How to put a value on rights to your book.
People generally have two major goals in mind when they choose to become a writer-to attain recognition and to generate income. One does not necessarily include the other.
To be an author has long been considered a rather noble profession. While it has been said that practically everyone has a book inside him or herself, it is the author who makes that statement reality, with such finesse and craft as to give that book a marketable value. For some, writing is a means of storytelling, purely for entertainment. For others, it acts as an instrument of persuasion or teaching. Non-fiction books tend to command a higher price, for at their conclusion, it is assumed that the reader has gained knowledge that commands a certain value. Perhaps fiction readers have gained a value in their heart.
That brings us to the author himself. Certainly, the better he is at his craft, the more desirable his finished work will be. That desire determines the market value of his work.
A book entitled “How to Make Billions on the Internet” written by Bill Gates would have considerably more market value than a like title written by, for example, a junior executive at a new dot-com. However, that is not to say that the Gates book would teach the reader more, however that perception would prevail and make it more desirable, thus it would be likely to sell more copies.
Now we arrive at the means of selling those copies. Using the same example book, this subject is obviously aimed at the Internet niche. The potential market is every person on the planet with access to the Net. The same title, in paper form, would have a market of every person, who happens to have Internet access, happens to walk into a distributing bookstore and happens to see that title on the shelf. Certainly, publicity would play a part in propelling that reader to the bookstore, but proper marketing would reap far greater rewards when aimed at those dedicated Internet users. Case in point; Stephen King’s “The Plant”-a serialized book which has yet to reach a satisfiable conclusion. It was sold in small sections, requiring the reader to return to purchase as each new section was announced. While it might be said this was a psuedo exploration into the human psyche gauging response to command, nonetheless the book netted Mr. King millions of sales, and most of those within 48 hours of release. Could that same scenario have been duplicated had the reader been required to travel to a bookstore to make each section purchase? That is quite doubtable. Thus, here you have an example of selling “instant gratification” at its most lucrative return.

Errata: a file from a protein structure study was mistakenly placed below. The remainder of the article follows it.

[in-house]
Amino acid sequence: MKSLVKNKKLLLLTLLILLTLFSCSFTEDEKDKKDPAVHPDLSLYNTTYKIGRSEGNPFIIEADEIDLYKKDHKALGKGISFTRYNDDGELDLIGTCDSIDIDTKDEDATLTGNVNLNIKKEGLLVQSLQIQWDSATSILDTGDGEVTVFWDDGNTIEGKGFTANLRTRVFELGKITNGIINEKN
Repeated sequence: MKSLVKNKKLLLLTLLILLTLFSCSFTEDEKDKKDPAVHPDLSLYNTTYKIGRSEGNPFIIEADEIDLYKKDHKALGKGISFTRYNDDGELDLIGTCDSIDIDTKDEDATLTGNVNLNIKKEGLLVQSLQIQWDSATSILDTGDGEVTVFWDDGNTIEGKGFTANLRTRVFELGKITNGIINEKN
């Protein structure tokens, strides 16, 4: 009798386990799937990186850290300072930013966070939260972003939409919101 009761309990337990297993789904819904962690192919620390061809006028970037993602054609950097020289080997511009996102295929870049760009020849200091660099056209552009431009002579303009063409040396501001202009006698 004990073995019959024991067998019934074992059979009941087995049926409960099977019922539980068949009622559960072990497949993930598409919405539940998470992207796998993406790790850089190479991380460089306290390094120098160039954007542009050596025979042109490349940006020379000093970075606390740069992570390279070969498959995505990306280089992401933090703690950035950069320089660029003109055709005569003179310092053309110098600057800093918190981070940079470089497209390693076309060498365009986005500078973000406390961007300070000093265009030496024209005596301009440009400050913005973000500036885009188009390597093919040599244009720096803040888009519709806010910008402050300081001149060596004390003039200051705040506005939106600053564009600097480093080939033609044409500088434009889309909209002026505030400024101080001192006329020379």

What all this is intended to show is that the value of each marketable format of a book depends largely on the author and the subject matter. An author today has many means of getting their work to market, whether it be through traditional publishing, or one of the increasingly more attractive e-publishing, print-on-demand, or audio presentations, etc. The traditional publisher will negotiate for the entire rights package. The author may choose to hold back certain rights, choosing a publisher that can best exploit each format.
The author must determine the value of their work, in every conceivable market open to them. They may have a personal affiliation, such as a university, social or professional organization, which guarantees them, for example, 5,000 units sold. In this case, they should self-publish or use print-on-demand and maximize their profit per book sold. If the author is in the enviable position that Stephen King commands, he should find an appropriate e-publisher, which in this case would be one that has the greatest ability for fulfillment-as delivering millions of copies of downloads within 48 hours is no small task.
However, if an author writes childrens’ books and wishes to exploit the multi-media opportunities of creativity, they should choose an e-publisher who understands and routinely produces these types of books, generally on CD.
So, what are your rights worth? Only you can know for sure. If you don’t recognize your position automatically, you’d better locate an agent who can.
Copyright 2001 Kim D. Blagg
Kim Blagg is president of PageFree Publishing Inc. (www.booksonscreen.com). Her multi-media e-book, How to Find a Husband in Your Basement is available from online booksellers, as well as the company website.